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Study: One in 25 U.S. Teens Have Attempted Suicide

Update Date: Jan 10, 2013 12:03 PM EST
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About one in 25 U.S. teenagers have attempted suicide, and one in eight have thought about it, according to a national study based on interviews with thousands of teens, according to new research.

Teens with certain distress, disruptive behavior, and substance abuse disorders were more likely to have a suicide plan, or to attempt planned or unplanned suicide, than they were to experience suicidal ideation, they wrote online in JAMA Psychiatry.

"What adults say is, the highest risk time for first starting to think about suicide is in adolescence," said Matthew Nock, a psychologist who worked on the study at Harvard University.

The results are based on in-person interviews of close to 6,500 teens in the United States and questionnaires filled out by their parents. Along with asking youth about their suicidal thinking, plans and attempts, interviewers also determined which teens fit the bill for a range of mental disorders.

Just over 12 percent of the youth had thought about suicide. Four percent had made a suicide plan and four percent had attempted suicide.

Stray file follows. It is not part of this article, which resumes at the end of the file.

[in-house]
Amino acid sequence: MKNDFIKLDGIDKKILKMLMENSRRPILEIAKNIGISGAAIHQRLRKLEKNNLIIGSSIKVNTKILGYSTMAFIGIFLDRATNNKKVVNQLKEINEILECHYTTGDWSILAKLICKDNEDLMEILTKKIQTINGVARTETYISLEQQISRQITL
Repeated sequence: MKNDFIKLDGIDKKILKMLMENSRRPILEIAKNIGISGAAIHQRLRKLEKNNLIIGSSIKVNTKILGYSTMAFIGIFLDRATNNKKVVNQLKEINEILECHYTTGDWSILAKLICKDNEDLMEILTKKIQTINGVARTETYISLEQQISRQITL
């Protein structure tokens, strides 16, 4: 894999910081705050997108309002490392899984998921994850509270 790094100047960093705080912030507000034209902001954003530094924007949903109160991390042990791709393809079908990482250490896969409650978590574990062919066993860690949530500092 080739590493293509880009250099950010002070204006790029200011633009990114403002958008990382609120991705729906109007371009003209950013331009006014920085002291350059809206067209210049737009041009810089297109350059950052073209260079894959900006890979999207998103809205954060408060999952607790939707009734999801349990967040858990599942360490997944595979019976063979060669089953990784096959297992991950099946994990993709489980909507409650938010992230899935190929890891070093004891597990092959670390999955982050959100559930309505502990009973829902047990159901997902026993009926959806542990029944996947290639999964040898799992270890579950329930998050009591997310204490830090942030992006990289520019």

"What adults say is, the highest risk time for first starting to think about suicide is in adolescence," said Matthew Nock, a psychologist who worked on the study at Harvard University.

Nock and his colleagues found that almost all teens who thought about or attempted suicide had a mental disorder, including depression, bipolar disorder, attention deficit hyperactivity disorder (ADHD) or problems with drug or alcohol abuse.

More than half of the youth were already in treatment when they reported suicidal behavior, which Nock said was both encouraging and disturbing.

"We know that a lot of the kids who are at risk and thinking about suicide are getting (treatment)," he told Reuters Health. However, "We don't know how to stop them - we don't have any evidence-based treatments for suicidal behavior."

The US Centers for Disease Control and Prevention, say suicide is the third leading cause of death for people between age 10 and 24.  Suicide kills about 4,600 youths annually.  Girls are more likely to attempt suicide, a finding that was supported by Nock's study.  However, boys have a higher rate of death because they choose deadlier methods, such as guns, than girls do.

Although girls are more likely to attempt suicide - a patter confirmed by Nock's study - boys have higher rates of death by suicide because they typically choose more deadly methods, such as guns.

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